Greek Finance Minister, Euclid Tsakalotos, made a strong statement of intent on Wednesday, regarding the future prospects of the Greek economy and Athens’ ability to achieve – and sustain – a so called clean exit from its bailout program in August 2018.
In an interview with Reuters News Agency, the minister said Greece has no reason to ask for a precautionary credit line when its current bailout – the third in almost a decade – expires later this year. Instead, Euclid Tsakalotos said, the country is putting together a cash buffer that, along with unused European bailout funds, would cover Greece “for well over a year,” if necessary.
With the Greek economy stabilizing, the country’s government hopes a sustained return to markets could be made. To this end, a seven-year bond could be issued by mid-February, government sources revealed earlier this week. It is estimated that approximately 3 billion euros could be raised from the sale.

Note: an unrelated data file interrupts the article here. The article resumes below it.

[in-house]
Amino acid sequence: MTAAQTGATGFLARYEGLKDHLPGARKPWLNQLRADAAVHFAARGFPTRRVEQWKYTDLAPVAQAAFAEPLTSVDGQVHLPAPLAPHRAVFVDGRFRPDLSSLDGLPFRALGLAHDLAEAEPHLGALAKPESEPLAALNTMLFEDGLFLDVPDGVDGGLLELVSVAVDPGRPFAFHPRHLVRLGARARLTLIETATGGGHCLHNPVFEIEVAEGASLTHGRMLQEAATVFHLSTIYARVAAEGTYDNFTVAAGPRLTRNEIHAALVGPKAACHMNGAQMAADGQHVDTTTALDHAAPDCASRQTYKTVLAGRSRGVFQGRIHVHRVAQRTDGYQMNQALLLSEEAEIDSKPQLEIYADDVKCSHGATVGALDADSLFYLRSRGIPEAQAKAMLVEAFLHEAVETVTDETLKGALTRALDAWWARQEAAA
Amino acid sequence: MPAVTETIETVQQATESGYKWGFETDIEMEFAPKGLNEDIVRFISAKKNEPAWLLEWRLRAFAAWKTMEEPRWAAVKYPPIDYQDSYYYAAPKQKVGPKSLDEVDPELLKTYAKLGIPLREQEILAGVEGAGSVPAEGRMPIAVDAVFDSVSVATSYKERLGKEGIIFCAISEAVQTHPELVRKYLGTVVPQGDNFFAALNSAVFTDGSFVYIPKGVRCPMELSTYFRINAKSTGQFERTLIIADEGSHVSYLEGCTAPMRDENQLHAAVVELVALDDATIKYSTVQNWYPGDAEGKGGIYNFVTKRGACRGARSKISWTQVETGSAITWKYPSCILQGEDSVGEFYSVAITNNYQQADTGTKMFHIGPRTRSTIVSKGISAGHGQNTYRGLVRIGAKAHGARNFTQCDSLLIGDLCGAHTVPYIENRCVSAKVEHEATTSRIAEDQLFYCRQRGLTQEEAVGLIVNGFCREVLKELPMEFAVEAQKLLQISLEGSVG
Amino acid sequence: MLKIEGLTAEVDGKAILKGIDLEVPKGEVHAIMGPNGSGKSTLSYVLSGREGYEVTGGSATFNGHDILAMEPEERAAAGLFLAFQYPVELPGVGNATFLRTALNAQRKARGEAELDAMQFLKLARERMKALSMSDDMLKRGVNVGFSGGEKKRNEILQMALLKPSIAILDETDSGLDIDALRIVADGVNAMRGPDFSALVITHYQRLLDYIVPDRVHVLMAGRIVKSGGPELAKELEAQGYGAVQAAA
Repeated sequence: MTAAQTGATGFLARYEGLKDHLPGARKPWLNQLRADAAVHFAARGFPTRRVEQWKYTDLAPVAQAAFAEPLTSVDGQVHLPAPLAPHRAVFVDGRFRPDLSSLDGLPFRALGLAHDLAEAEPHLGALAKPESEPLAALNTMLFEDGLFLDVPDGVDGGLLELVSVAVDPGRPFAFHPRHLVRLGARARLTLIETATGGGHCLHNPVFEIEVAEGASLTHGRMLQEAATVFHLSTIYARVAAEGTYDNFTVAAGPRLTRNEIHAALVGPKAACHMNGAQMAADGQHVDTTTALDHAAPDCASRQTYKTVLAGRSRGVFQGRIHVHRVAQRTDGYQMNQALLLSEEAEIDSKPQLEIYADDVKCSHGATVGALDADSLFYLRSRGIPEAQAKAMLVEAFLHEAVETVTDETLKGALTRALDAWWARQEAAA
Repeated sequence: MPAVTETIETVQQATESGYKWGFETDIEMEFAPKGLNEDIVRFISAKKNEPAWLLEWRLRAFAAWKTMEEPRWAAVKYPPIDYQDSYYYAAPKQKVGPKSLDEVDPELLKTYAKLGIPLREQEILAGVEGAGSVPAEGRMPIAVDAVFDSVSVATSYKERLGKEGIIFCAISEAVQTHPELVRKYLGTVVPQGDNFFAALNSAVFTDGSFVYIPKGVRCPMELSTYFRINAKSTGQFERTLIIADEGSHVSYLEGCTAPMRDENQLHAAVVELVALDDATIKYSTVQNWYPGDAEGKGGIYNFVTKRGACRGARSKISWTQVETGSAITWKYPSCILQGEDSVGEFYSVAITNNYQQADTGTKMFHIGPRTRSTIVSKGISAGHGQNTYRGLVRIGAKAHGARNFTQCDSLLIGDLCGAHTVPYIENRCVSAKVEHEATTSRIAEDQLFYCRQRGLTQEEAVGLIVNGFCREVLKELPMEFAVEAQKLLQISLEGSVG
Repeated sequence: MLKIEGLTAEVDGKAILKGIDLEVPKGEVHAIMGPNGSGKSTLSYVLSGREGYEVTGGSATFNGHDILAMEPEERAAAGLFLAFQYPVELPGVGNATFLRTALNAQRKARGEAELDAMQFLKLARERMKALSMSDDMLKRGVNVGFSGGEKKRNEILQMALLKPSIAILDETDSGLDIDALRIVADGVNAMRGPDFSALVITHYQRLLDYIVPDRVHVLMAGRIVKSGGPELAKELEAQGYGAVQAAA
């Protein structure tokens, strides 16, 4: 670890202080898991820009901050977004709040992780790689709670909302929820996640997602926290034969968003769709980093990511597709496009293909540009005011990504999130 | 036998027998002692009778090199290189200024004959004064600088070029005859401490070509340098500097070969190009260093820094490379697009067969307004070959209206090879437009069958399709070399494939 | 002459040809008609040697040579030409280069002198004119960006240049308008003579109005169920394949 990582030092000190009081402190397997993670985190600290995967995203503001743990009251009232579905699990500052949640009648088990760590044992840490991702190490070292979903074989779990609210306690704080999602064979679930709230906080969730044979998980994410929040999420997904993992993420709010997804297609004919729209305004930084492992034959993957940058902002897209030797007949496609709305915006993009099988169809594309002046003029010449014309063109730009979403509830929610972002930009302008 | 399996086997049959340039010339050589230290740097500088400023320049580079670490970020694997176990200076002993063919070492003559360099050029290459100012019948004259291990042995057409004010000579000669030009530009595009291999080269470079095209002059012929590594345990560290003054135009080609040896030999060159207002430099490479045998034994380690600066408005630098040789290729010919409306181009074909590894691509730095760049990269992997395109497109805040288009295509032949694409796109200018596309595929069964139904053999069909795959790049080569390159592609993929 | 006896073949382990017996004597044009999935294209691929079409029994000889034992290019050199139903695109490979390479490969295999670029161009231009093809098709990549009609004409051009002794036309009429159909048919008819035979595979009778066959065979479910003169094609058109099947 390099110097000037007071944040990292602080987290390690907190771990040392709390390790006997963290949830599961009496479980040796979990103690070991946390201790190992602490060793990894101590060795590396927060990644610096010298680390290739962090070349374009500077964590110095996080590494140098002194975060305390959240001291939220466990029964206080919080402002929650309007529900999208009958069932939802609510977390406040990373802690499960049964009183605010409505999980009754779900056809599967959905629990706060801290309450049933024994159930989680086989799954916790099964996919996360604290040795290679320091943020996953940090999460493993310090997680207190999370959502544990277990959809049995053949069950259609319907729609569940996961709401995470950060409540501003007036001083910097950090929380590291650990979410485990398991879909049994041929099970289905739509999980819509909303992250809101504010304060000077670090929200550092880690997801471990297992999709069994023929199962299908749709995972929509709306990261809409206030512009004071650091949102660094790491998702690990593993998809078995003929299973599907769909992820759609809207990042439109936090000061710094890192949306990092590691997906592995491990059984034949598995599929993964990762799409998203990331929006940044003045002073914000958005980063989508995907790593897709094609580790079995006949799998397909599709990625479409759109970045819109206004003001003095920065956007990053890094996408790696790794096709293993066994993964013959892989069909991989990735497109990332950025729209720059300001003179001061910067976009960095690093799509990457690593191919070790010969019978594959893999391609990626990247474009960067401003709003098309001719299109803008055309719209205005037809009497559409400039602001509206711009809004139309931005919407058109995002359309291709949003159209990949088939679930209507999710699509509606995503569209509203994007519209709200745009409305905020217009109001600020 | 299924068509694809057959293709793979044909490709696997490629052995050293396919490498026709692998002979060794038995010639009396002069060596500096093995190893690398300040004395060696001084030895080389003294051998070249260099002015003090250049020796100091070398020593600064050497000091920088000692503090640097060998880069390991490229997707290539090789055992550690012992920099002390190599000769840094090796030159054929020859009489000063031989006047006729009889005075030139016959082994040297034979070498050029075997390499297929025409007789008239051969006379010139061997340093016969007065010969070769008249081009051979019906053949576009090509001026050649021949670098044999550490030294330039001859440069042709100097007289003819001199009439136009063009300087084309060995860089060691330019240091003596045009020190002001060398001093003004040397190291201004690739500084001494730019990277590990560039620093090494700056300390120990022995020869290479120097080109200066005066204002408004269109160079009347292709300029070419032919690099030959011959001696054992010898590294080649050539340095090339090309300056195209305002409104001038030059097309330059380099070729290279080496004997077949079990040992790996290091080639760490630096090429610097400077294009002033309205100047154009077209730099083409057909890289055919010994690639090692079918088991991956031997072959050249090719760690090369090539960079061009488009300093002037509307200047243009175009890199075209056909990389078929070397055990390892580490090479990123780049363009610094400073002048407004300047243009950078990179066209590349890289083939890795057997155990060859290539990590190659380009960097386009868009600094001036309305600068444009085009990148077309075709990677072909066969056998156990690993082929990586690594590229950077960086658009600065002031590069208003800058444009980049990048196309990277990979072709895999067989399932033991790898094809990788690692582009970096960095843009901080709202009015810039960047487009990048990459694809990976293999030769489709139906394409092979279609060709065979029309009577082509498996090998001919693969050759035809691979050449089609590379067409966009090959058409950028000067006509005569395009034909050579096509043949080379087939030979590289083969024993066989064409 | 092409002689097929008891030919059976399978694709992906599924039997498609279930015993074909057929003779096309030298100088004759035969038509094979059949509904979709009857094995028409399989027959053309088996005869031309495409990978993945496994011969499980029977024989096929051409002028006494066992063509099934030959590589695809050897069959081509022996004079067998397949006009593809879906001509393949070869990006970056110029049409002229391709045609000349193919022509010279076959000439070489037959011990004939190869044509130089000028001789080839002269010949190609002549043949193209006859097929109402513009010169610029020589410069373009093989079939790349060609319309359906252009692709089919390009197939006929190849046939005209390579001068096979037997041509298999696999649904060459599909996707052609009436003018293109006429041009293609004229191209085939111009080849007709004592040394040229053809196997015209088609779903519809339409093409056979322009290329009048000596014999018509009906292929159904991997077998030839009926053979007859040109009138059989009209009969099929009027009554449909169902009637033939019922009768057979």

The yield on Greek two-year bonds fell to a 20-year low of 1.25 percent this month; five-year debt trades at 2.89 percent while 10-year bonds yield 3.66 percent.
On Wednesday, Greece sold 813 million euros of six-month T-bills at a yield of 1.13 percent, down 52 basis points from a previous sale in January. The amount raised included 187.5 million euros in non-competitive bids. The sale’s bid-to-cover ratio was 2.24, up from 1.77 in the previous auction.
In terms of the future, Tsakalotos said the Greek government is designing a post-bailout plan with an emphasis on reforms, social policies and fair growth. He also said debt relief talks will also begin soon. Athens is pushing in favor of a French proposal connecting the level of debt relief in the long term to economic performance.
The program will prove to creditors and the markets that Greece had ownership over its own future reforms and growth strategies, Tsakalotos made clear. “We feel we have built credibility over the last three years,” the minister added.
“We are thinking, by Easter, of preparing our own plan to show both the institutions but also the markets that it is our program, it has ownership… it hasn’t been imposed, it’s not a matter of compromise,” he said./IBNA